LONDON — Further evidence emerged Monday that the economic recovery across the 17 European Union countries that use the euro is picking up and that unemployment may be peaking.
The composite purchasing managers' index – a gauge of business activity across the manufacturing and services sectors published by financial information company Markit – rose for the sixth month running to a 27-month high of 52.1 points in September from 51.5 in August.
That's further above the 50 threshold that indicates expansion and is the latest indicator to suggest the eurozone economic recovery is gathering pace. The rise was also bigger than anticipated – the consensus of analysts' forecasts was for a far more modest rise to 51.7.
The increase was driven by faster growth of new business, while new orders increased for the second month running and rose at their fastest rate since the middle of 2011.
The eurozone is badly in need of economic growth following its longest recession since the single European currency was launched in 1999. In the second quarter of 2013, the eurozone grew by 0.3 percent compared with the previous three-month period following six straight quarterly declines that pushed unemployment to a record of 12.1 percent.
Analysts said the survey was particularly encouraging because the signs of the economic revival were not just confined to Germany, Europe's biggest and most robust economy.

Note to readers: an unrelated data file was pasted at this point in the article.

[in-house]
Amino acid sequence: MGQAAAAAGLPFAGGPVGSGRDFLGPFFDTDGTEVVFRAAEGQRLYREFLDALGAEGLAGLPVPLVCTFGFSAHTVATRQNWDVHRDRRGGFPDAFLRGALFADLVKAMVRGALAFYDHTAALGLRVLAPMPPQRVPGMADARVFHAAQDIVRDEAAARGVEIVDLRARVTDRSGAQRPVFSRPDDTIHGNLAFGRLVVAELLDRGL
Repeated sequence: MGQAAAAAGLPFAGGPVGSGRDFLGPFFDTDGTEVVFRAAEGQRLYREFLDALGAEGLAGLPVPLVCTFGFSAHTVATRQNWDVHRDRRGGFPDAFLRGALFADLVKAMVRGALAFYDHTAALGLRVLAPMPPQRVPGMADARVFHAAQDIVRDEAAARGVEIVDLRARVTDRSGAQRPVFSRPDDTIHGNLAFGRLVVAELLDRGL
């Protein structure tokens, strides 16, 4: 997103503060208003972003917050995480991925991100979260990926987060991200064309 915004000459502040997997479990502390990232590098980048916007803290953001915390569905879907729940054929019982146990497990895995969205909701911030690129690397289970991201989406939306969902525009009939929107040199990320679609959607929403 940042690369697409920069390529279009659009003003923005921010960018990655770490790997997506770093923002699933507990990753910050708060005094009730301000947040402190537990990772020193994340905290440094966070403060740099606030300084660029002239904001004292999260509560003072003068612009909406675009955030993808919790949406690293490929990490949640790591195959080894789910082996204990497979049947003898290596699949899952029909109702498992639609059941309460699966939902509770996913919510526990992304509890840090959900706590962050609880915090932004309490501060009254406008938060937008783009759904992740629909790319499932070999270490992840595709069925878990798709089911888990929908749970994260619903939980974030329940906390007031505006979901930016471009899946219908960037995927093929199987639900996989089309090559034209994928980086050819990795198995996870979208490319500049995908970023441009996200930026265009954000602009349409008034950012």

"Although the upturn continued to be led by Germany, France saw the first increase in business since early 2012 and elsewhere growth was the strongest since early 2011," said Chris Williamson, Markit's chief economist. "Employment continued to fall, though it is reassuring that the rate of job losses eased to only a very modest pace, suggesting that employment could start rising again soon."
Despite the improving data backdrop and the decrease in tensions in financial markets over Europe's debt crisis, the eurozone economy still has a long way to go to fully recovery.
Mario Draghi, the president of the European Central Bank, was cautiously upbeat when addressing lawmakers at the European Parliament in Brussels on Monday. Though he confirmed there was a "slow recovery" in the third quarter, he said it still "needs to be firmly established."
He highlighted the need for lawmakers across Europe to set up a joint mechanism to unwind or restructure failing banks, part of a regional banking union. That would increase confidence in the banks and reduce fears that governments will face steep costs to bail them out in the future.
Tom Rogers, a senior economic adviser at Ernst & Young, said "more needs to be done in the coming months to nurture the recovery." He also highlighted the need for progress in creating the banking union, which would allow competitive firms in countries like Greece and Spain better access to finance.
The European Central Bank, which has cut its main interest rate to the record low of 0.5 percent, should also "remain vigilant to any possible tightening of global liquidity conditions," Rogers said.
Juergen Baetz in Brussels contributed to this story.